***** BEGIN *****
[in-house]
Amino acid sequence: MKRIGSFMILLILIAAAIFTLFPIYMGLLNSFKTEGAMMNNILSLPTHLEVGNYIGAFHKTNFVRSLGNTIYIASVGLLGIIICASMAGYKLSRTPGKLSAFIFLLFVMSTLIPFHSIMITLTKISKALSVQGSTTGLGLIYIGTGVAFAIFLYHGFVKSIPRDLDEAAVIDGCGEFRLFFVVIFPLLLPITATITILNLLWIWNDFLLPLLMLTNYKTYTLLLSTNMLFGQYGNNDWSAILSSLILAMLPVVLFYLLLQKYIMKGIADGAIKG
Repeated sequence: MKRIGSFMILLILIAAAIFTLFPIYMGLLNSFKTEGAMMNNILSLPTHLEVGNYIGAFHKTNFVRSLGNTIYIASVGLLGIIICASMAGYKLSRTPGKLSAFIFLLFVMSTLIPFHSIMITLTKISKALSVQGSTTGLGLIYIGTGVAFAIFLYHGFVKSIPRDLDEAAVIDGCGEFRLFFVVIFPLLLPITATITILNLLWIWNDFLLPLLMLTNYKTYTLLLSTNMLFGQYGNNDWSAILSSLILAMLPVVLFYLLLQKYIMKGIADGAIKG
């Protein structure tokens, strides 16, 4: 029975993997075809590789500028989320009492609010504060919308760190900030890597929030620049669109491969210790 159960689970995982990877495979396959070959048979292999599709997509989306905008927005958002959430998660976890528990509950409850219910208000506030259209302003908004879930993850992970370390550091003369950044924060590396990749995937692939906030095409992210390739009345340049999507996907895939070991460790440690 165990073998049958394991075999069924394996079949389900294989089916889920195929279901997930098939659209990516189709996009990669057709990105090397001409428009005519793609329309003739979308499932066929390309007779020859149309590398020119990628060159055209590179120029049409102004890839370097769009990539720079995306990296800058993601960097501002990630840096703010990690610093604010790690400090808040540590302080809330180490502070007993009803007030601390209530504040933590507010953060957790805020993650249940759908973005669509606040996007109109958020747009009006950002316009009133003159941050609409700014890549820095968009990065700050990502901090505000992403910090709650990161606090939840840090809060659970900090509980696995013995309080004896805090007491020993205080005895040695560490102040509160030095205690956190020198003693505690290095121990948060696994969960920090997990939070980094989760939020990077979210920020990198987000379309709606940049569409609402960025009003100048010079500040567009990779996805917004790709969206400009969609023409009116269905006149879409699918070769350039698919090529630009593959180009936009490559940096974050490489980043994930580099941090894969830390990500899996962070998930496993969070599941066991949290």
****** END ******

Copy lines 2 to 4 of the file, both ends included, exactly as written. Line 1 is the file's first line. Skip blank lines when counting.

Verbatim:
Amino acid sequence: MKRIGSFMILLILIAAAIFTLFPIYMGLLNSFKTEGAMMNNILSLPTHLEVGNYIGAFHKTNFVRSLGNTIYIASVGLLGIIICASMAGYKLSRTPGKLSAFIFLLFVMSTLIPFHSIMITLTKISKALSVQGSTTGLGLIYIGTGVAFAIFLYHGFVKSIPRDLDEAAVIDGCGEFRLFFVVIFPLLLPITATITILNLLWIWNDFLLPLLMLTNYKTYTLLLSTNMLFGQYGNNDWSAILSSLILAMLPVVLFYLLLQKYIMKGIADGAIKG
Repeated sequence: MKRIGSFMILLILIAAAIFTLFPIYMGLLNSFKTEGAMMNNILSLPTHLEVGNYIGAFHKTNFVRSLGNTIYIASVGLLGIIICASMAGYKLSRTPGKLSAFIFLLFVMSTLIPFHSIMITLTKISKALSVQGSTTGLGLIYIGTGVAFAIFLYHGFVKSIPRDLDEAAVIDGCGEFRLFFVVIFPLLLPITATITILNLLWIWNDFLLPLLMLTNYKTYTLLLSTNMLFGQYGNNDWSAILSSLILAMLPVVLFYLLLQKYIMKGIADGAIKG
């Protein structure tokens, strides 16, 4: 029975993997075809590789500028989320009492609010504060919308760190900030890597929030620049669109491969210790 159960689970995982990877495979396959070959048979292999599709997509989306905008927005958002959430998660976890528990509950409850219910208000506030259209302003908004879930993850992970370390550091003369950044924060590396990749995937692939906030095409992210390739009345340049999507996907895939070991460790440690 165990073998049958394991075999069924394996079949389900294989089916889920195929279901997930098939659209990516189709996009990669057709990105090397001409428009005519793609329309003739979308499932066929390309007779020859149309590398020119990628060159055209590179120029049409102004890839370097769009990539720079995306990296800058993601960097501002990630840096703010990690610093604010790690400090808040540590302080809330180490502070007993009803007030601390209530504040933590507010953060957790805020993650249940759908973005669509606040996007109109958020747009009006950002316009009133003159941050609409700014890549820095968009990065700050990502901090505000992403910090709650990161606090939840840090809060659970900090509980696995013995309080004896805090007491020993205080005895040695560490102040509160030095205690956190020198003693505690290095121990948060696994969960920090997990939070980094989760939020990077979210920020990198987000379309709606940049569409609402960025009003100048010079500040567009990779996805917004790709969206400009969609023409009116269905006149879409699918070769350039698919090529630009593959180009936009490559940096974050490489980043994930580099941090894969830390990500899996962070998930496993969070599941066991949290």